Friday, August 26, 2011

Grief, a year later

One thing I’ve learned in the year since my sister’s death is that it didn’t cause a new wound – it reopened the wound that was made when my brother was murdered, and it’s a wound that will never heal, this side of the Jordan.

The last time I spoke to Johnny was over the phone on my 24th birthday. As we said goodbye I told him I would call him on his birthday, eleven days after mine. Instead, we buried him. It’s been nearly twenty-two years now. This December he will have been dead as long as he was alive. When he died, the only person who had shared my childhood died, and in a sense, my childhood died with him.

My sister was nearly thirteen years younger than I was and I loved mothering her. When I had children of my own I’d tell people that Anne Marie was my first baby, not even half-joking. I almost didn’t marry – for her sake. Things were getting even rougher between my parents and I was worried about leaving her.

Instead, she spent every spring break and summer with me until she was fifteen or sixteen. She even lived with me and went to school in our town for a semester during our parents’ divorce, a year after our brother died. And the year Mike was in Alaska alone and I was in Georgia with a baby, a toddler, and a preschooler, she lived with me to help with my children, and I home schooled her.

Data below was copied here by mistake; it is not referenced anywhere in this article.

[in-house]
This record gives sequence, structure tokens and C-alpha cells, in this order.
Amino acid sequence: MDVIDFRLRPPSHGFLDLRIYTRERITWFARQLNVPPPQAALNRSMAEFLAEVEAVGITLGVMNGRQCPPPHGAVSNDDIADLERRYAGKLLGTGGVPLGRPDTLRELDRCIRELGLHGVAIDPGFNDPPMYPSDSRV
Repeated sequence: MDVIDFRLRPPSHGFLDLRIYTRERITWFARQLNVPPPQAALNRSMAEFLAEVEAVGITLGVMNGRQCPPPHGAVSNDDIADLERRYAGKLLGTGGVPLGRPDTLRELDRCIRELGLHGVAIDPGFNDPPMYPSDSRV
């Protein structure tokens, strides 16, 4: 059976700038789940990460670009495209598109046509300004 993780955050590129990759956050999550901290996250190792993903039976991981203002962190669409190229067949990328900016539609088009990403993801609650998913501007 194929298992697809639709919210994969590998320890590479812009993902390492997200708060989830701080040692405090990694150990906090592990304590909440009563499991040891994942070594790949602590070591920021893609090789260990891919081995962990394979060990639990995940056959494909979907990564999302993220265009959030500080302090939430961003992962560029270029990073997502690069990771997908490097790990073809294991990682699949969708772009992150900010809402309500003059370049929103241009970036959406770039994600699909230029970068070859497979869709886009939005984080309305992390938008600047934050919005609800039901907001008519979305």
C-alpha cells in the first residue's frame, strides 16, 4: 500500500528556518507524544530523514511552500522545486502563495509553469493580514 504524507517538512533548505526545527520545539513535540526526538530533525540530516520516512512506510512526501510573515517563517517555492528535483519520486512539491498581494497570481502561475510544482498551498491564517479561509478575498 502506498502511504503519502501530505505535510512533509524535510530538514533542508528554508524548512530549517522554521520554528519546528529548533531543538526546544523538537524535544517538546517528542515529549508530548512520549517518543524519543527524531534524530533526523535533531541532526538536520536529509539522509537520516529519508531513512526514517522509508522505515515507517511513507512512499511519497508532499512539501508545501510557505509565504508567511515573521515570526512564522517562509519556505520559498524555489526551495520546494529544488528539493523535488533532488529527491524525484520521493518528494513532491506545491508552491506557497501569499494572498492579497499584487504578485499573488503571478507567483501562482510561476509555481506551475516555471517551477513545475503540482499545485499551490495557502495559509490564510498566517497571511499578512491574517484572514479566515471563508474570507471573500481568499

I saw her faith in the Lord from the time she was quite small. I saw her struggles as she reached adolescence, and when she began to pull away from me as a teen I tried not to take it personally, to let her have her own space while assuring her that I was always there for her. I know she knew how much I loved her. She always called me when she was having any kind of trouble to ask me to pray for her.

But I can’t stop the questions. “Why didn’t I…?” and “What if…?” and “Shouldn’t I have…?” Surely, if I had been a better sister, a better Christian, all this suffering could have been avoided.

In those last months of her second struggle with leukemia, following a bout of breast cancer, I saw her faith grow. She talked about being ready to be with Jesus. I know she’s safe with him now. I know she’s not suffering any more. I’ve seen the good fruit she’s borne through her death, in the newfound faith of one of her best friends.

I look for the resurrection of the dead and the life of the world to come. And that’s the only thing that makes the pain of loss bearable – knowing that it’s not forever.

But really, that knowledge doesn’t stop the ache of loss. I want my sister to know the joys of marriage and motherhood. I want the hollow, hungry look to go out of my mother’s eyes. I want my Baby back.